Learn More

Ben Anderson: Three myths come to mind about B Corp Certification. One is that it’s rigid; we have a standard system in the B Impact Assessment that looks at social, environmental, worker governance, and customer practices, and companies have to get to at least 80 points out of 200 available points. You still need to be measuring the whole and performing in different areas, but there are lots of ways up that certification mountain.

The second is that the certification is the destination. What we see in our community is that when people have a system for measuring, they want to improve. These are guardrails for running the business and aligning the value system that you want to have to build community and take collective action. That’s where we’re seeing a lot of power. It’s really like a waypoint in your journey.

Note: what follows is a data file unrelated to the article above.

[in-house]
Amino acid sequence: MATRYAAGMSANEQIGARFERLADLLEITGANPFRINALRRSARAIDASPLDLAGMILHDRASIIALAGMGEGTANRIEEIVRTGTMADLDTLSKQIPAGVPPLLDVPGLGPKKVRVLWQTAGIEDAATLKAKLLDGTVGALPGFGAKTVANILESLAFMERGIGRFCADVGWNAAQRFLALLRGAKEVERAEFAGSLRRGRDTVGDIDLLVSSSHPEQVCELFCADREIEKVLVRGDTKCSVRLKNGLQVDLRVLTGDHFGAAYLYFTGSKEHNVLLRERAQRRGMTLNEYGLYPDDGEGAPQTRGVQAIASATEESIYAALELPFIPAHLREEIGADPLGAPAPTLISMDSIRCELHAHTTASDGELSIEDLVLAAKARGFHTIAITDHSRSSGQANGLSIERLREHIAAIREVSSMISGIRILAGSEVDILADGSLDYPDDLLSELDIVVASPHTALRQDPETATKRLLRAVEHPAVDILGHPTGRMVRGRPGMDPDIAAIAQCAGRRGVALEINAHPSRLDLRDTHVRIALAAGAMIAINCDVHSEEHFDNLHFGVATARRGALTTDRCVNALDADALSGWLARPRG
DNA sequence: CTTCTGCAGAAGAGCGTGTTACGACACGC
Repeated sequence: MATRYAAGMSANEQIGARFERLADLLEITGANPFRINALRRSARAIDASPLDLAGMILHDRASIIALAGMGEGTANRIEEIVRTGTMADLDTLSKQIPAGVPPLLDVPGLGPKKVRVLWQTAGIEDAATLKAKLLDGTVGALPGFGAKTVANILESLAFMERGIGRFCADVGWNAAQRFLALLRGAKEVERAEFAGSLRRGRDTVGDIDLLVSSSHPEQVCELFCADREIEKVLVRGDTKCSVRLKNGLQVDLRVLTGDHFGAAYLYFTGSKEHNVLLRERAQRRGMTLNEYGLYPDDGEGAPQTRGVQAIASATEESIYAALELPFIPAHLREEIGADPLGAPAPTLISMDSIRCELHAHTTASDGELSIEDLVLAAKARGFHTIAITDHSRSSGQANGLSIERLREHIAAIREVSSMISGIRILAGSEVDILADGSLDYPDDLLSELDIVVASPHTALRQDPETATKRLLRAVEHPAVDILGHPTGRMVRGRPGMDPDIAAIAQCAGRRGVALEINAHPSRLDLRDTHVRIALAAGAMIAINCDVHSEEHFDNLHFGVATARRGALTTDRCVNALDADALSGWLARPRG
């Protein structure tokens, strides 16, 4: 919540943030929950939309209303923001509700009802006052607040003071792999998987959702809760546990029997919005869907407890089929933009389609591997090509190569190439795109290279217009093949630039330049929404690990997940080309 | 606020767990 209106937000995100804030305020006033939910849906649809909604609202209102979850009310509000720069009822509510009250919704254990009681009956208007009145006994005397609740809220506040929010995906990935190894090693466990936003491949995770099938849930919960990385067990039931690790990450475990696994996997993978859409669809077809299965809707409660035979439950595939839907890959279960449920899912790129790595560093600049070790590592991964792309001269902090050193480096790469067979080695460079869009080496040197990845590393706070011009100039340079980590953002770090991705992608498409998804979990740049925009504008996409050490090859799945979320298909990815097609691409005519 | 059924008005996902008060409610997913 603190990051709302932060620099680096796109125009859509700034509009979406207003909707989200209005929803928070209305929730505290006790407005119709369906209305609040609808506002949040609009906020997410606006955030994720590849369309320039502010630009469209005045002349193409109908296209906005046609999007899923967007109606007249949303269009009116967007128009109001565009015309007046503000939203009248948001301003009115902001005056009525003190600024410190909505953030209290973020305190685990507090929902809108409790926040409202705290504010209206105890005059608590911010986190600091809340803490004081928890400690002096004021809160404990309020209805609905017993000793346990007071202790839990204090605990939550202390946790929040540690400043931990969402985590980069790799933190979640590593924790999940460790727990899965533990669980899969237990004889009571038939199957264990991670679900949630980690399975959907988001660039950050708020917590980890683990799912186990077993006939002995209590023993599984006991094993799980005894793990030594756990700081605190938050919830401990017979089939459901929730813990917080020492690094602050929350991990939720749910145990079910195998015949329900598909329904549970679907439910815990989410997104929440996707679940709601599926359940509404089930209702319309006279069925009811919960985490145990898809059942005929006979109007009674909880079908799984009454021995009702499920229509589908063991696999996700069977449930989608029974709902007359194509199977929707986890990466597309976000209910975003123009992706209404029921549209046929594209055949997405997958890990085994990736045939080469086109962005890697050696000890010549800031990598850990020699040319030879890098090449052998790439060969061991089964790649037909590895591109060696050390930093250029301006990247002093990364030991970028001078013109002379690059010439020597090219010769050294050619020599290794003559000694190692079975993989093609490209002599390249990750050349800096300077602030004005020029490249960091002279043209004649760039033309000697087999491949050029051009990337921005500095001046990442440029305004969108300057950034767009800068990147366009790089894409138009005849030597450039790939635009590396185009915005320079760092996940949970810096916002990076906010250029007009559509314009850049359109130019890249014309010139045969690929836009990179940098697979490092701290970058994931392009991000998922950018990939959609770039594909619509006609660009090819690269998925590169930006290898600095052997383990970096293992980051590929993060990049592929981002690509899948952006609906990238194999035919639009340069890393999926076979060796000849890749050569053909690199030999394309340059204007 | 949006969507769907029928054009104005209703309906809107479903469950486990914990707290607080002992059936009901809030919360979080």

The last thing is that the certification will do the work for you. You’re joining a platform to connect, create community, and then take collective action. Companies that put something in get much more out of it. Often I get asked the question, “Who’s your competition?” All of us talking today are collaborators, not competitors, trying to work together and collaborate toward systems change.